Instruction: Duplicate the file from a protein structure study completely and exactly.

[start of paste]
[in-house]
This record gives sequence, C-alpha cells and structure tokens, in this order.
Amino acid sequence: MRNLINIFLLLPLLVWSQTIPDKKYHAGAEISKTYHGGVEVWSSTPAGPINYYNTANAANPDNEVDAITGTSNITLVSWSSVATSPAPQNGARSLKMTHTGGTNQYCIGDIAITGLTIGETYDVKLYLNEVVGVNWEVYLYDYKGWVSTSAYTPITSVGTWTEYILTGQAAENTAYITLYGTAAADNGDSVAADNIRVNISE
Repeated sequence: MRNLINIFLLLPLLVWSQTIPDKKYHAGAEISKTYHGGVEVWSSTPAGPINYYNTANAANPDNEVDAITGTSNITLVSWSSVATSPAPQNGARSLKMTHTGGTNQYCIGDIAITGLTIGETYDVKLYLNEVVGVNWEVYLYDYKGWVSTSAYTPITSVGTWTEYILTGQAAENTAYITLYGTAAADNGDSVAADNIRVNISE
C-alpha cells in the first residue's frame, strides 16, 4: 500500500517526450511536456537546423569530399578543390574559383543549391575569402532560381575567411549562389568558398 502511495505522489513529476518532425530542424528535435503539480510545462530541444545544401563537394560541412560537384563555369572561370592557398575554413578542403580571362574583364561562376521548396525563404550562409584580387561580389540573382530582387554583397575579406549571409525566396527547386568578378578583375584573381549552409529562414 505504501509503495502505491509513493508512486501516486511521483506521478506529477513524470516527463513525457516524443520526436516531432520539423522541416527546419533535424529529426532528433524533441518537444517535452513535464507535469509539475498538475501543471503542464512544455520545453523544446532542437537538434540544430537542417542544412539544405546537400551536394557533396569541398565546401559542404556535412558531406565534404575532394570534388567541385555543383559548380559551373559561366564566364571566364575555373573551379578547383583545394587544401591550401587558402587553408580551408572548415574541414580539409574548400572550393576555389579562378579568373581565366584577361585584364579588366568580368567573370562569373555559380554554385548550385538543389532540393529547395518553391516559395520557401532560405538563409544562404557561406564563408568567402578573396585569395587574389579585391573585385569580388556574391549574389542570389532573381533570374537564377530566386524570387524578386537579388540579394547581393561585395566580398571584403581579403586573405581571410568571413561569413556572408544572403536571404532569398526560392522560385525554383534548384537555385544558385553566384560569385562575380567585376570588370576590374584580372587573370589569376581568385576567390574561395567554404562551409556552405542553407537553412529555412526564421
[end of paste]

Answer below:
[in-house]
This record gives sequence, C-alpha cells and structure tokens, in this order.
Amino acid sequence: MRNLINIFLLLPLLVWSQTIPDKKYHAGAEISKTYHGGVEVWSSTPAGPINYYNTANAANPDNEVDAITGTSNITLVSWSSVATSPAPQNGARSLKMTHTGGTNQYCIGDIAITGLTIGETYDVKLYLNEVVGVNWEVYLYDYKGWVSTSAYTPITSVGTWTEYILTGQAAENTAYITLYGTAAADNGDSVAADNIRVNISE
Repeated sequence: MRNLINIFLLLPLLVWSQTIPDKKYHAGAEISKTYHGGVEVWSSTPAGPINYYNTANAANPDNEVDAITGTSNITLVSWSSVATSPAPQNGARSLKMTHTGGTNQYCIGDIAITGLTIGETYDVKLYLNEVVGVNWEVYLYDYKGWVSTSAYTPITSVGTWTEYILTGQAAENTAYITLYGTAAADNGDSVAADNIRVNISE
C-alpha cells in the first residue's frame, strides 16, 4: 500500500517526450511536456537546423569530399578543390574559383543549391575569402532560381575567411549562389568558398 502511495505522489513529476518532425530542424528535435503539480510545462530541444545544401563537394560541412560537384563555369572561370592557398575554413578542403580571362574583364561562376521548396525563404550562409584580387561580389540573382530582387554583397575579406549571409525566396527547386568578378578583375584573381549552409529562414 505504501509503495502505491509513493508512486501516486511521483506521478506529477513524470516527463513525457516524443520526436516531432520539423522541416527546419533535424529529426532528433524533441518537444517535452513535464507535469509539475498538475501543471503542464512544455520545453523544446532542437537538434540544430537542417542544412539544405546537400551536394557533396569541398565546401559542404556535412558531406565534404575532394570534388567541385555543383559548380559551373559561366564566364571566364575555373573551379578547383583545394587544401591550401587558402587553408580551408572548415574541414580539409574548400572550393576555389579562378579568373581565366584577361585584364579588366568580368567573370562569373555559380554554385548550385538543389532540393529547395518553391516559395520557401532560405538563409544562404557561406564563408568567402578573396585569395587574389579585391573585385569580388556574391549574389542570389532573381533570374537564377530566386524570387524578386537579388540579394547581393561585395566580398571584403581579403586573405581571410568571413561569413556572408544572403536571404532569398526560392522560385525554383534548384537555385544558385553566384560569385562575380567585376570588370576590374584580372587573370589569376581568385576567390574561395567554404562551409556552405542553407537553412529555412526564421